Health Minister and lawyer Ted Flemming knowingly permits New Brunswick to contravene the Canada Health Act, the federal law regulating payment of health services. New Brunswick doctor Adrian Edgar says this indicates Flemming is “willfully incompetent” and has called for his resignation.
The Canada Health Act ensures that eligible Canadian residents can access health services approved by Medicare on a prepaid basis, without direct charges at the point of service. Most doctors across Canada operate from private facilities, billing their provincial government for Medicare services. In New Brunswick, the province pays for all Medicare services provided by doctors in private facilities, except abortions.
Several weeks ago, federal Health Minister Ginette Petitpas Taylor sent a letter to provincial health ministers asking them to respect the Canada Health Act requirement to pay for surgical abortions. However, Regulation 84.20, Schedule 2, paragraph (a.1) of the New Brunswick Medical Services Payment Act specifically excludes abortions performed outside of hospitals. Only three hospitals in the province, in Bathurst and Moncton, provide abortion services.
A panel of experts discussed the government’s contravention of the law at an event, “Intersections of Gender, LGBTQIAP2S+ Health & Reproductive Justice” in Fredericton on August 13 organized by Reproductive Justice New Brunswick (RJNB) and Fierté Fredericton Pride. Panel chair Jessi Taylor, a reproductive justice activist and formerly Education Program Manager at AIDS NB, explained that “reproductive justice” is bigger than pro-choice and refers to the ability to have children in a safe and healthy environment.
Panel speakers included Adrian Edgar, the doctor at Clinic 554, an award-winning centre of excellence for queer and reproductive health care. At the panel, Edgar said “We’re tired and sad that the government is, mindfully and purposefully, derelict in its responsibility.” He said Health Minister Ted Flemming is “willfully incompetent” and called, again, for his resignation. Edgar believes the government’s position is rooted in blatant discrimination and misogyny because reproductive health services are valued less if the patient has female reproductive organs.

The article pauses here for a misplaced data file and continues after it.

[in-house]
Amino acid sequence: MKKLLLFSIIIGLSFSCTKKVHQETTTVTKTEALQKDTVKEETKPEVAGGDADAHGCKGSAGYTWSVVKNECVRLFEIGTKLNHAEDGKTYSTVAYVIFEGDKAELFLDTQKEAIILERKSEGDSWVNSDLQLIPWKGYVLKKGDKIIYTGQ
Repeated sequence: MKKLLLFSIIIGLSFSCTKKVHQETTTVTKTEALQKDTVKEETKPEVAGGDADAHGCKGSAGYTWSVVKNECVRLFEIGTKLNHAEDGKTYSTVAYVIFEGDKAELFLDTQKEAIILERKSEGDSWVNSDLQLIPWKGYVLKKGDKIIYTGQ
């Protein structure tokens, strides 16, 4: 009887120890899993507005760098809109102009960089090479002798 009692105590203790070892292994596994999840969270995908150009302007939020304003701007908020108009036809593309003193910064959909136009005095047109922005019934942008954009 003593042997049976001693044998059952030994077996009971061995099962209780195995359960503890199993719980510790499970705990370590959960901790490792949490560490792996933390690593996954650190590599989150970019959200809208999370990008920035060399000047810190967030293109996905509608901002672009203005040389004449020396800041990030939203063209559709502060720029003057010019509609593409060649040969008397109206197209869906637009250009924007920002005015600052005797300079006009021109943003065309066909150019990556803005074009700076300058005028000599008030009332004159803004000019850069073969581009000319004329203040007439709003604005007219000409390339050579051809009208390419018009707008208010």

As an example, Edgar said the fee for a vasectomy is billable at 132 units whereas the fee for an abortion is 18 units, which does not cover the costs of staff or facilities required for the service. Thus the low fee structure is specifically designed to make it difficult for doctors to perform this medical service. As a comparator, a specialist waiting on hold for 15 minutes while a telemedicine service is delayed for technical reasons is entitled to bill 20 units per each 15 minutes they sit waiting.
Why is there a fee for abortion if it is not allowed outside hospitals? This is another example of government incompetence, says Edgar. Schedule 2 of the Regulation under the Medical Services Payment Act specifically excludes “abortion, unless the abortion is performed in a hospital facility approved by the jurisdiction in which the hospital facility is located.” However, recently a new service code for “Medical management of non-viable/unwanted pregnancy” for family doctors to use, apparently outside of a hospital, is classified as an abortion, billable at 18 units. Edgar said, “If that seems confusing given the explicit restriction in the Act, it’s because it is. The Department of Health is trying to suggest that medical abortions are not abortions,” adding that the government is “persisting in their multi-decade attack on the services offered at Clinic 554 and the previous Morgentaler Clinic in every way they conceive of – even if it means contravening their own regulation.”
Jenica Atwin, the federal Green party candidate for the Fredericton riding in the upcoming October election, was the only political representative to attend the panel event. She said that clearly, “something is wrong in New Brunswick,” and noted that more than 7,000 New Brunswick residents have signed a petition calling for the government to remove funding restrictions on abortion services. Atwin called the current situation another example of “the old guard holding bodies hostage” and underlined the need for the federal government to act.